Jessika Reed grew up in a family who strongly supported the foster care system. Their home welcomed 14 foster children through its doors. She knows there was a need for more homes to help more children and speaks passionately about fostering and adoption. You can see it’s really a part of who she is. She is also raising awareness of the dire need for foster homes in Arizona. The state is so desperate, one child was moved 53 times in an attempt to find a long-term placement.

Jessika Reed always knew that she would be a foster parent. While attending community college to be a sign language interpreter, she learned of a set of triplets available for adoption. They were born two months early, underweight, and with fetal alcohol syndrome. She immediately took the necessary classes so she could be certified the instant she turned 21. The triplets, who were initially placed in three separate homes, were reunited when Jessika took them home. Ajah, Erykah, and Kenyah had many medical needs and needed frequent doctor visits. She quit school and moved in with her sister to help offset costs. She watched them like a hawk to ensure all of their needs were met. She adopted her “little miracles” about a year later.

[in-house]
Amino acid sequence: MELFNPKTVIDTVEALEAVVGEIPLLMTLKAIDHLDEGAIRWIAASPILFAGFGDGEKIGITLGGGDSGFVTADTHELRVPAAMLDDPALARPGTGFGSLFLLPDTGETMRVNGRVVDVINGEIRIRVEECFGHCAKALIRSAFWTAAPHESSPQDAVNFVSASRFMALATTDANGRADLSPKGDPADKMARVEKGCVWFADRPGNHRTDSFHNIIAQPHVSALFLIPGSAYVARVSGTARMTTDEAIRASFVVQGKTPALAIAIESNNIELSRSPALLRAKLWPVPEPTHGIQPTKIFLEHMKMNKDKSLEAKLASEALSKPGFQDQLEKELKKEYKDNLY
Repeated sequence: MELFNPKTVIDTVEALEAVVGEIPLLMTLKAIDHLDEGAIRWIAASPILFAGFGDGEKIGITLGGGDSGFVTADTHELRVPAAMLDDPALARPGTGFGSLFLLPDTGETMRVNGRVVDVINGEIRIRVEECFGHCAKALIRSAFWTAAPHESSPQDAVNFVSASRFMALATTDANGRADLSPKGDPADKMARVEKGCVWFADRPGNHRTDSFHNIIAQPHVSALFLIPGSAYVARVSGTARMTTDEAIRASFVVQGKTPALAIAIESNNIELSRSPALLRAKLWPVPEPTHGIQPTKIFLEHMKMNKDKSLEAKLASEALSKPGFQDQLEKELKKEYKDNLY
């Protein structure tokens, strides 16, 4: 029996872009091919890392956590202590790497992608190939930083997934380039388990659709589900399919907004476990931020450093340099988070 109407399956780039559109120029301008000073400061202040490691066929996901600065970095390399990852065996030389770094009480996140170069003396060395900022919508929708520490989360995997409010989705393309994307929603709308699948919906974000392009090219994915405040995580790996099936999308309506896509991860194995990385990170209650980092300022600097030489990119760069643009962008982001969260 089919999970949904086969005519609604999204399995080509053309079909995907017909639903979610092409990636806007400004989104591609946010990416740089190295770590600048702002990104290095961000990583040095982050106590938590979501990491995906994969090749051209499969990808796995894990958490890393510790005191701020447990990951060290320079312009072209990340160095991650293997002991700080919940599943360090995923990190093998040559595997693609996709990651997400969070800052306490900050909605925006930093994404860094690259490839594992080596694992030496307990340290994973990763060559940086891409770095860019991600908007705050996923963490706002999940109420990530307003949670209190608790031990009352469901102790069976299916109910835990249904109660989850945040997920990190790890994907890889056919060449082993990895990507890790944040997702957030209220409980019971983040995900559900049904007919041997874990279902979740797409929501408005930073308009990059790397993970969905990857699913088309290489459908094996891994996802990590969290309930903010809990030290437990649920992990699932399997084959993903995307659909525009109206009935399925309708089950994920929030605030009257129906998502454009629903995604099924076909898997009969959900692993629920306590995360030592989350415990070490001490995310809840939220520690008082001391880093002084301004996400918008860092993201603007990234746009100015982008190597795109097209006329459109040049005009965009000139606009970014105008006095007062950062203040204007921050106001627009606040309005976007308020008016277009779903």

When the triplets were two, Reed was contacted by a social worker about a newborn with complications who needed a home. She went to Phoenix Children’s Hospital to meet the baby, Cassara, who was lying there so fragile, and she fell in love. She suffered a stroke from her mother’s drug use. She also had a heart condition that required surgery. She was not expected to live over six months. The doctor told Reed not to bother. She changed doctors and took Cassara home. Over the years, other calls of desperation came and were answered.

In 2007, she had a biological daughter, Irelynd, and also adopted Parys. Cassara was seven years old when she was adopted in 2011. She has two cochlear implants, but otherwise seems like a regular teenager. Just last year, Reed adopted Fynnlynd and Zealynd. Fynn is developmentally delayed and nonverbal. He signs with his mom. He is believed to be on the autism spectrum, but they are waiting on a definitive diagnosis. Zealynd must be fed through a gastrostomy tube. Sometimes the family also fosters a kinship placement.

Her boyfriend of several years, Clark Pace, has two grown children of his own. He never pictured himself as part of a large family. Nevertheless, he has fit right into the fold. He has been supportive and caring. He is very involved in the children’s lives.

Life with so many special needs can be difficult, but Jessika is running it like a boss. She is very organized and has become an expert shopper. She takes the time to maximize the store sales and coupons. She keeps the family running smoothly. Even still, the family is currently in need of a wheelchair van. A fundraising account has been set up. If you would like to donate, visit their GoFundMe page.

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